Whatcom County Council members embraced critics of a new slaughterhouse policy even as they pushed those critics away.
While dismissing some arguments against slaughterhouses on farmland as "ridiculous" or "hyperbole," council still voted unanimously Tuesday, Dec. 4, to delay a vote on the matter, saying more work was needed to ensure that large-scale slaughterhouses aren't built.
The proposed ordinance would allow slaughterhouses on agricultural land with nothing other than a building permit, as long as the building was no larger than 15,000 square feet. Larger slaughterhouses would require a public hearing.
Some opponents said the ordinance would open the door to factory livestock farms that would ruin the rural landscape. The detractors spoke at a public hearing on the ordinance Tuesday.
"What is proposed is not small-scale," said Tip Johnson of Friends of Whatcom County, a group that takes credit for closing Bellingham's Georgia-Pacific pulp and chemical plant in 2001.
"The proposal permits unrestrained slaughter and rendering facilities, and encourages factory farms across 88,000 acres," Johnson said, adding that the ordinance amounted to "willy-nilly industrial rezoning of the entire ag district."
Opponents at the hearing also spoke of the need to control waste from the slaughterhouses, something that would be challenging because farmland isn't serviced by sewer systems. Also, the 15,000-square-foot limit still provides enough room to handle 75,000 chickens a day, Johnson said.
Some council members took offense at the picture drawn by more fervent critics, of a pastoral setting overrun by factory farms and feed lots. The ordinance was written in response to a single application for a small slaughterhouse near Lynden.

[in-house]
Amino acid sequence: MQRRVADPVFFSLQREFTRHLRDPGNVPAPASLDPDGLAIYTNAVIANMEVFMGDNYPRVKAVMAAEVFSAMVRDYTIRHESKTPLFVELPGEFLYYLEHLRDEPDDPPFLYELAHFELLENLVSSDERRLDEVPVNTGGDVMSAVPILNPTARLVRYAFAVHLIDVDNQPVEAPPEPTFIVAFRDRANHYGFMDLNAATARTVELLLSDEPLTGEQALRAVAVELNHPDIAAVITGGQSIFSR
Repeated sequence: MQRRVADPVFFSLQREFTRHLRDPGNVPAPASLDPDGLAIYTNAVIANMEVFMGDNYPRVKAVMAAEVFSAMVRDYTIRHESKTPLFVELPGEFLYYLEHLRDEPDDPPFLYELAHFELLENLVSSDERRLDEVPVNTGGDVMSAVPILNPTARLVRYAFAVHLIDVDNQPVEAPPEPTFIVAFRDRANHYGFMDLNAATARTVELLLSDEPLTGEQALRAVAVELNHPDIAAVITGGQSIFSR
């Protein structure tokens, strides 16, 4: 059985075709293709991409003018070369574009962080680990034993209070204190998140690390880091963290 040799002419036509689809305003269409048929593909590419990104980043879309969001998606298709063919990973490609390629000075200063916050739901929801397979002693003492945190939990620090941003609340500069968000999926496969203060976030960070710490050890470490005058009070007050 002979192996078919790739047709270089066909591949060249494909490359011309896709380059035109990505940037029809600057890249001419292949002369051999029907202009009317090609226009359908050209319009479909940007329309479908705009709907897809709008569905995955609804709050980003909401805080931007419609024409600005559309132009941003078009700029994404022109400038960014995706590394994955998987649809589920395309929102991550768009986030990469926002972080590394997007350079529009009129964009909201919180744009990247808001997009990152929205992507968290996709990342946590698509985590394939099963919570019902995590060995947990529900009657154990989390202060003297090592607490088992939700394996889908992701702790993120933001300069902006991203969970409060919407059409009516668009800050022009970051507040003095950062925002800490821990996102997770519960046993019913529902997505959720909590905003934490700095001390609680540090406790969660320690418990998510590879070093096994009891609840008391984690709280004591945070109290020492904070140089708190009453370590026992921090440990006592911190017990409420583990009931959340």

"We're not that stupid up here," council member Ken Mann said. "That level of hyperbole, really, it undermines your argument."
Council Chairwoman Kathy Kershner, who had been frustrated at past meetings over the inability to reach a decision on the ordinance, agreed nonetheless with the rest of the council to give it still more consideration.
"Some of the arguments that we've heard tonight border on ridiculous," Kershner said. "But we can send it back to committee and see what we can do to make sure that the sky doesn't fall on Whatcom County if we have a slaughtering facility on our ag land."
That committee won't meet until January at the earliest.
Council member Carl Weimer said he liked the original proposal, which appeared to offer more certainty that a slaughterhouse would be truly small-scale.
That proposal called for all slaughterhouses to undergo a public hearing and to be limited to 10 employees. The county Planning Commission changed it to be more permissive. Some critics of the original proposal had said it would be overly burdensome to dairy or livestock farmers trying to make their operations more profitable.
"The original proposal ... was a very good proposal," Weimer said. "Unfortunately, when it got to our Planning Commission it took off on a new philosophical discussion about property rights."
Consensus among council members is that small slaughterhouses would be good for the county. The only thing left, in their view, is to make sure those slaughterhouses will be small.
"Our job is to respect the wisdom of the people in Whatcom County, and I think all of us agree a rural, agricultural setting and lifestyle and business is what this county's about," Mann said in an interview. "Turning it over to industrial meat packing facilities is not in anyone's vision."
Reach RALPH SCHWARTZ at email@example.com or call 715-2298.